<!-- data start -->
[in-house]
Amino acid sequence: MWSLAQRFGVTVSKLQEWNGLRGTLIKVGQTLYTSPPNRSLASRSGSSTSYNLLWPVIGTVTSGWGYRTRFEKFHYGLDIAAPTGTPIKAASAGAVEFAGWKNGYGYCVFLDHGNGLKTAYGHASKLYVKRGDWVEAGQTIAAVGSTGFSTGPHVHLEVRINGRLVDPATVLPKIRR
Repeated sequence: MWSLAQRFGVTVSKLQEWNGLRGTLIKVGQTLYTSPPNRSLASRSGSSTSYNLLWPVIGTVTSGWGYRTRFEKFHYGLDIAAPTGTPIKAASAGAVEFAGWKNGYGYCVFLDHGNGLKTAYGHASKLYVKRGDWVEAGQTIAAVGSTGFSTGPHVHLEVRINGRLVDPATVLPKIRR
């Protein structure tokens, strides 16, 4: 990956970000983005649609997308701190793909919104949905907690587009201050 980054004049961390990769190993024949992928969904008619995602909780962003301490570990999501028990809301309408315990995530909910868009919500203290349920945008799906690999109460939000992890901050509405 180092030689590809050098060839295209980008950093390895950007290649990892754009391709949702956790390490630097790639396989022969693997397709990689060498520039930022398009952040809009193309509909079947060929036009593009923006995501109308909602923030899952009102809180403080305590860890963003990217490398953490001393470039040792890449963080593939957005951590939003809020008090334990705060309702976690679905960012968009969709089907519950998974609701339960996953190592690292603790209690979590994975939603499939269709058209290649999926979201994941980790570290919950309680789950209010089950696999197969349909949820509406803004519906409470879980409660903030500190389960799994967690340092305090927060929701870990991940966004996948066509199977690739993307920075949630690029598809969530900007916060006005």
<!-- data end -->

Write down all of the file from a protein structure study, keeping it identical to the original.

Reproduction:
[in-house]
Amino acid sequence: MWSLAQRFGVTVSKLQEWNGLRGTLIKVGQTLYTSPPNRSLASRSGSSTSYNLLWPVIGTVTSGWGYRTRFEKFHYGLDIAAPTGTPIKAASAGAVEFAGWKNGYGYCVFLDHGNGLKTAYGHASKLYVKRGDWVEAGQTIAAVGSTGFSTGPHVHLEVRINGRLVDPATVLPKIRR
Repeated sequence: MWSLAQRFGVTVSKLQEWNGLRGTLIKVGQTLYTSPPNRSLASRSGSSTSYNLLWPVIGTVTSGWGYRTRFEKFHYGLDIAAPTGTPIKAASAGAVEFAGWKNGYGYCVFLDHGNGLKTAYGHASKLYVKRGDWVEAGQTIAAVGSTGFSTGPHVHLEVRINGRLVDPATVLPKIRR
């Protein structure tokens, strides 16, 4: 990956970000983005649609997308701190793909919104949905907690587009201050 980054004049961390990769190993024949992928969904008619995602909780962003301490570990999501028990809301309408315990995530909910868009919500203290349920945008799906690999109460939000992890901050509405 180092030689590809050098060839295209980008950093390895950007290649990892754009391709949702956790390490630097790639396989022969693997397709990689060498520039930022398009952040809009193309509909079947060929036009593009923006995501109308909602923030899952009102809180403080305590860890963003990217490398953490001393470039040792890449963080593939957005951590939003809020008090334990705060309702976690679905960012968009969709089907519950998974609701339960996953190592690292603790209690979590994975939603499939269709058209290649999926979201994941980790570290919950309680789950209010089950696999197969349909949820509406803004519906409470879980409660903030500190389960799994967690340092305090927060929701870990991940966004996948066509199977690739993307920075949630690029598809969530900007916060006005």